In addition to enacting Section 5851(c)(1) in light of these pre-existing procedural rules, Congress was presumably aware of Supreme Court cases that have applied the procedural rules to federal statutes of limitations. In Johnson v. Railway Express Agency, Inc., 421 U.S. 454, 95 S.Ct. 1716, 44 L.Ed.2d 295 (1975), the Supreme Court stated that statutes of limitations are not to be interpreted in isolation from other provisions of law.
Any period of limitation . . . is understood fully only in the context of the various circumstances that suspend it from running against a particular cause of action. Although any statute of limitations is necessarily arbitrary, the length of the period allowed for instituting suit inevitably reflects a value judgment concerning the point at which the interests in favor of protecting valid claims are outweighed by the interests in prohibiting the prosecution of stale ones. In virtually all statutes of limitations the chronological length of the limitation period is interrelated with provisions regarding tolling, revival, and questions of application.
Id. at 463-64, 95 S.Ct. at 1722 (emphasis added). More than a century ago, the Supreme Court in Street v. United States, 133 U.S. 299, 306, 10 S.Ct. 309, 311, 33 L.Ed. 631 (1890), said that "a power that may be exercised up to and including a given day of the month may generally, when that day happens to be Sunday, be exercised on the succeeding day," and in 1949, the Supreme Court held that a petition for review of a state supreme court decision filed on a Monday, the ninety first day of a statutory ninety-day limitations period, was timely filed. Union Nat'l Bank v. Lamb, 337 U.S. 38, 40-41, 69 S.Ct. 911, 912-13, 93 L.Ed. 1190 (1949). The question in Lamb was "whether an action which by statute is required to be done within a stated period may be done a day later when the last day of the period falls on a Sunday." Id. at 40, 69 S.Ct. at 912. At the time Lamb was decided, the Supreme Court applied Civil Rule 6(a) because as yet there was no Appellate Rule 26(a). In prescribing that a limitations period ending on a Sunday runs "until the end of the next day which is neither a Sunday nor a holiday," the Supreme Court reasoned that "[s]ince [Rule 6(a)] had the concurrence of Congress and since no contrary policy is expressed in the statute governing this review, we think that the considerations of liberality and leniency which find expression in Rule 6(a) are equally applicable to [the statute being considered]." Id. at 41, 69 S. Ct. at 913. Given this longstanding and realistic view of the relationship between statutes of limitations and procedural computational rules, we believe that Congress did not intend to negate the operation of Appellate Rule 26(a) here, absent a clear and unambiguous statement that this rule does not apply to the calculation of a particular statute of limitations period. Because of the mandatory nature of the language in statutes of limitations ("must file by . . . ," "shall file within . . . ," etc.), if Congress intends to negate the applicability of Civil Rule 6(a) or Appellate Rule 26(a) it will have to expressly communicate this desire.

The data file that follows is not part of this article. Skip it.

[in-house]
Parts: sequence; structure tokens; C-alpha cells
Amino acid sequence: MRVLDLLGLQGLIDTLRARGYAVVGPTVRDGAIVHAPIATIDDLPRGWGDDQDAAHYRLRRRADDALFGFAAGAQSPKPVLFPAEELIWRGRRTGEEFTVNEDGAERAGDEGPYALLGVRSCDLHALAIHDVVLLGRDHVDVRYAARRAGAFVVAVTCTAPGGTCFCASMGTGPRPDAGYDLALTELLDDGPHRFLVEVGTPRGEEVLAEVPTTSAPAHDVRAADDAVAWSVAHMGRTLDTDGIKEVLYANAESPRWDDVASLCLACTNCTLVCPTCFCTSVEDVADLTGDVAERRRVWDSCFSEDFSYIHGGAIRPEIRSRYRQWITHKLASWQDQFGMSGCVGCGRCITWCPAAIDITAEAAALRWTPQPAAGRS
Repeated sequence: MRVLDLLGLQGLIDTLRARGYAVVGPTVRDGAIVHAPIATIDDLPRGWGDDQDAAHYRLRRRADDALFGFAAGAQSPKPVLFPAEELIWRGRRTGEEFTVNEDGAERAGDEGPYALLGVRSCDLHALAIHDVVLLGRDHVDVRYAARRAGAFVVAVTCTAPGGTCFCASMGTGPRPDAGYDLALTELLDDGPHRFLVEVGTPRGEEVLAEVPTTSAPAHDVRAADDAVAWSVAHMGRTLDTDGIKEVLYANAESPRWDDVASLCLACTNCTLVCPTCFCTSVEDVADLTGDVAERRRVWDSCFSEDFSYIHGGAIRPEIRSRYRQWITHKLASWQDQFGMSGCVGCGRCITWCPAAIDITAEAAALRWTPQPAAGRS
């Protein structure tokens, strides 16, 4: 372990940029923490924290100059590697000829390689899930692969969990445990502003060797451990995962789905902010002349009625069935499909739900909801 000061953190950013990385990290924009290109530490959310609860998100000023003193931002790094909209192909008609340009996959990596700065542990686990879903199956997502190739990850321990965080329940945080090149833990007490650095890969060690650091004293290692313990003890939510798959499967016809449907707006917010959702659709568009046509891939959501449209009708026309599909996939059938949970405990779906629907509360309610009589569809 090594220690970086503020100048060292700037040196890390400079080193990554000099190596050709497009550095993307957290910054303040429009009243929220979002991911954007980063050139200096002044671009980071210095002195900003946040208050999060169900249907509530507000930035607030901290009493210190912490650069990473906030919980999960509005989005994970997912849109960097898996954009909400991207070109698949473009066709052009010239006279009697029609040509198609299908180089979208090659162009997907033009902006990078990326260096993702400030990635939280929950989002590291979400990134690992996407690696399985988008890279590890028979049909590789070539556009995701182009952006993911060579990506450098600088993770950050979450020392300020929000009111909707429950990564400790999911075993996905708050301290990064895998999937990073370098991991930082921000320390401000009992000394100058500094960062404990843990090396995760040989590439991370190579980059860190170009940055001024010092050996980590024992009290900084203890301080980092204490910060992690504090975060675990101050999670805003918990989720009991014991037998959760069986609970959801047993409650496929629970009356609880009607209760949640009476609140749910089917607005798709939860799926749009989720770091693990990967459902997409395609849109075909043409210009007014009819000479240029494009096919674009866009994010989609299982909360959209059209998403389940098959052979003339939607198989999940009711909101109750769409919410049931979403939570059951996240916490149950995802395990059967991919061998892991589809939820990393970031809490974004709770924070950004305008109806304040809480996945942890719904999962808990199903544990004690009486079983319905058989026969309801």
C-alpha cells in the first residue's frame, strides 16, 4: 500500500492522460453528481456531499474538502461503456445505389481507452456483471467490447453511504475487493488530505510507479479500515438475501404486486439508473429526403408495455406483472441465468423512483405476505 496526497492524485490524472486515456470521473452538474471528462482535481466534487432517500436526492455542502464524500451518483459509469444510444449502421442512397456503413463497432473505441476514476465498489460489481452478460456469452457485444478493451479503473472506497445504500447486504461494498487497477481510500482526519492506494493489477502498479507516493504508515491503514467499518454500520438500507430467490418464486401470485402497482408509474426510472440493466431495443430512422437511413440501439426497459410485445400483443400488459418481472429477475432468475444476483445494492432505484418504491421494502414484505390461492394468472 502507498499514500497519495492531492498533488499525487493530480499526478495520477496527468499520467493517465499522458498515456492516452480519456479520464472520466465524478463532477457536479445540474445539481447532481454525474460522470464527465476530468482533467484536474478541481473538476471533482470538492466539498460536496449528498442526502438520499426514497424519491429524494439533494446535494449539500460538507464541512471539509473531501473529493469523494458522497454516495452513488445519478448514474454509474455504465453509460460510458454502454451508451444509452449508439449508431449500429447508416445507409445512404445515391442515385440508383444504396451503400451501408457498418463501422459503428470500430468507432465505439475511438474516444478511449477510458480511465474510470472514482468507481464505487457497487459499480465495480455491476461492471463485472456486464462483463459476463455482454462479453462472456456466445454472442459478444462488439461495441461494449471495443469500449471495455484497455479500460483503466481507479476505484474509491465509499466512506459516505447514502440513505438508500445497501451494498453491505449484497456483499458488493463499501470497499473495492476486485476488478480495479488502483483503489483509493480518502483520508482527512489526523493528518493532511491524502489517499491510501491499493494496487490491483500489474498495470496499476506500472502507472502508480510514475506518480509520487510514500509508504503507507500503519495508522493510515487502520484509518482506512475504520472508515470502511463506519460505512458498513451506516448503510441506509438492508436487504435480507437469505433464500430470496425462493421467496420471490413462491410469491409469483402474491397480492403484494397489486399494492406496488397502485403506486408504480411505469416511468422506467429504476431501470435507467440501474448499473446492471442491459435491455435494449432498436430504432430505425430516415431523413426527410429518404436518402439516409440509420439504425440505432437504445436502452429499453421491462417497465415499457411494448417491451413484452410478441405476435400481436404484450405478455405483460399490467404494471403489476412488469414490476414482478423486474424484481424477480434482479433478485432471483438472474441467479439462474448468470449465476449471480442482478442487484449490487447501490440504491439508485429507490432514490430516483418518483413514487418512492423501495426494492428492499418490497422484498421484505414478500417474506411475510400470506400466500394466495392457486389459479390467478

Finally, our decision is consistent with the intent of Congress to expedite the review of agency decisions. The implementation of the agency's decision is not meaningfully delayed by the application of Appellate Rule 26(a) to Section 5851(c)(1), and the agency clearly is not prejudiced.
Our understanding of the language of Section 5851(c)(1) and Appellate Rule 26(a), and the relationship between them, is, of course, commonsensical. If the courthouses of the United States were open twenty-four hours a day, seven days a week, with no breaks and no holidays and if a time clock with a stamping mechanism was available to the parties, then a strict construction of a limitations period might make sense, and Appellate Rule 26(a) would be unnecessary. Thankfully, we do not live in such a world, and Congress has recognized that filing deadlines must be calculated in a realistic, practical manner.
Thus, we conclude that when a filing is required to be made on a Sunday and is made on Monday, it is timely filed. The petitioner here has timely filed his petition for review. Therefore, the case is returned to the original panel for consideration of the merits of the petition.